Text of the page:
For over 100 years, Planned Parenthood has fought for reproductive health and rights, championing the idea that women should have the information and care they need to live strong, healthy lives and to manage their own fertility. Currently, the organization is powered by nine and a half million activists, supporters, and donors nationwide.
The large-scale installation that spotlights the dynamic history of this remarkable organization was designed for its national headquarters. The mural remixes graphics from a century of ephemera created by Planned Parenthood, capturing its dedication to caring, education, and activism.
The mural is installed at Planned Parenthood’s new national headquarters in Lower Manhattan. The project scope included a mural extending through three stories of a stairwell, a donor wall, wayfinding, and code signage. Parts of the mural were also installed in conferences rooms and smaller walls throughout the space.
The designers worked closely with leadership at Planned Parenthood to develop the installation. The main mural ascends through a three-story staircase at the center of the headquarters. The designers collaborated with the project architect, Juan Matiz of Matiz Architecture and Design, to integrate the graphics in a high-profile location in the offices.
The mural was timed to coincide with Planned Parenthood’s centennial in October 2016, and the original project brief asked to highlight the organization's history, which is complex. The design team looked at the chronology and observed that the one factor running throughout the narrative was the extraordinary passion of the group’s supporters and activists, who have been truly heroic in their fight to make reproductive healthcare a reality for women.
The mural is a colorful collage composed of ephemera from a century of various initiatives—a mix of newspaper ads, instructional posters from clinics, protest posters, pins, photos of protests, and other historical material from the Planned Parenthood archive. The installation acknowledges the important role that activism and posters, placards, symbols, and other graphics have played in garnering support. Many of the designs were originally created by grassroots activists, and the mural is a tribute to their impact in the movement for reproductive rights.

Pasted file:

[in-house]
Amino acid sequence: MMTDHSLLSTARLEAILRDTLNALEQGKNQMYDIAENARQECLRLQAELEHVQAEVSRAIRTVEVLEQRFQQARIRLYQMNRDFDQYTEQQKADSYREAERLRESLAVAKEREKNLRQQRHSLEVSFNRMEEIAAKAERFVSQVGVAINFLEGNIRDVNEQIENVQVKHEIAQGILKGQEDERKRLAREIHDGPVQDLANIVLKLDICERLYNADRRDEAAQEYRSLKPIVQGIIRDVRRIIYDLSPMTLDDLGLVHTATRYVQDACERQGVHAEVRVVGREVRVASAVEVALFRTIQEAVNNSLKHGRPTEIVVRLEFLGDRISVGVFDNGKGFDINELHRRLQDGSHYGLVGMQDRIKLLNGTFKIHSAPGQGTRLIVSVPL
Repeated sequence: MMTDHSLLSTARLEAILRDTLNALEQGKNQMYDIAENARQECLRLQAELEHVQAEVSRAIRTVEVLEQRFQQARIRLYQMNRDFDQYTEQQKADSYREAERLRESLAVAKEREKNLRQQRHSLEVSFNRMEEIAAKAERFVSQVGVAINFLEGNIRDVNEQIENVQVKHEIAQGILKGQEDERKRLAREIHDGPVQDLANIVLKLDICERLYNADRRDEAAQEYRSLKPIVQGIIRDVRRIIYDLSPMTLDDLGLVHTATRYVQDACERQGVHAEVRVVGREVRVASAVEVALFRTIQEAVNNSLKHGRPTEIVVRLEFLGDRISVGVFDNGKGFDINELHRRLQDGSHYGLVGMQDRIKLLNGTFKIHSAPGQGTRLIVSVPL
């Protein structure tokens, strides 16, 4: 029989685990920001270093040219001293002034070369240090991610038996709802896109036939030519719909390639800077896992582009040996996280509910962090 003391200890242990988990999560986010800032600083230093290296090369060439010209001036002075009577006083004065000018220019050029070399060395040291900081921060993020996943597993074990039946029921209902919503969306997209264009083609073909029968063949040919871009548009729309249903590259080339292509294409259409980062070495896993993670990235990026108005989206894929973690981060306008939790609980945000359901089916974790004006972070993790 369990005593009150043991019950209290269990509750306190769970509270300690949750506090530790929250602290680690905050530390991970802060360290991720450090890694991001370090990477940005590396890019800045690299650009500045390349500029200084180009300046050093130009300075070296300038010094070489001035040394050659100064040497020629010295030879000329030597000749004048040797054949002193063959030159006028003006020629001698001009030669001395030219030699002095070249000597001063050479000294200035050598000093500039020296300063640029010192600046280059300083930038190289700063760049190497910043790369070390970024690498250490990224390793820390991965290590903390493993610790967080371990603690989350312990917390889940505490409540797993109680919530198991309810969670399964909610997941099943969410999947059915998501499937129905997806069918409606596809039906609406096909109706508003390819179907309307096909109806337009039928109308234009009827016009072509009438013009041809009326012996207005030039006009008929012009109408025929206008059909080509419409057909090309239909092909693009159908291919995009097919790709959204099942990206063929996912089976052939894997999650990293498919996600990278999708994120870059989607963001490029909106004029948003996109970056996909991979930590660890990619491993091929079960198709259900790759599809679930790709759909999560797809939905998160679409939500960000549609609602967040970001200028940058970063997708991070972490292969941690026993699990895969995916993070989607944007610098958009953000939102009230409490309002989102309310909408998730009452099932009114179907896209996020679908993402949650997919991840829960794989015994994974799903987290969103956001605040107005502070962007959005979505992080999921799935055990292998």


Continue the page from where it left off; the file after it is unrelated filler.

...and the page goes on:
To create the mural, the designers researched historic images, selecting approximately 30 for the final display. The original images were of varying age and quality, so the team digitized the pieces to assemble the collage. The mural is fabricated of vinyl wall-covering, built in layers for a dimensional effect, with acrylic forms cut out and mounted over the surface.
The archival images have been reinterpreted using Planned Parenthood’s own color palette, with the addition of a bright yellow, to help tie the environmental graphics into the organization’s existing brand identity. The graphics are incorporated throughout the headquarters: In addition to the central installation, which is about 30 feet high and rises over three stories, smaller murals have been placed on walls throughout large conference rooms and other meeting spaces.
The mural has been welcomed as a colorful focal point and call to activism in the national headquarters. When leaders of Planned Parenthood’s affiliates saw the installation, they started requesting similar designs for their own health centers, and the designers are currently developing a system of supergraphics that can be adapted for various locations.
Paula Scher (partner in charge), Courtney Gooch (associate and designer), Rory Simms (designer), Sarah McKeen (project manager)
Gardiner & Theobald (owners representative), Matiz Architecture & Design (architect)
CREO Industrial Arts
"'March on now as then.' A design team’s deep dive into Planned Parenthood archives results in a contemporary call to action. By constraining this vibrant collage within a restrained interior, the effect becomes more powerful."
"Creating engaging content from historical archives can sometimes prove to be quite the challenge. By highlighting the previous achievements and milestones of women who were crucial in the advancements of reproductive rights, this installation serves as an inspirational reminder to those currently working to continue the efforts of women past. The graphic approach in the stairwell is an energetic shock embedded within a more reserved office space. To me, this speaks to the urgency and electricity with which Planned Parenthood continues to advocate for women's health, fighting with admirable persistence and ferocity."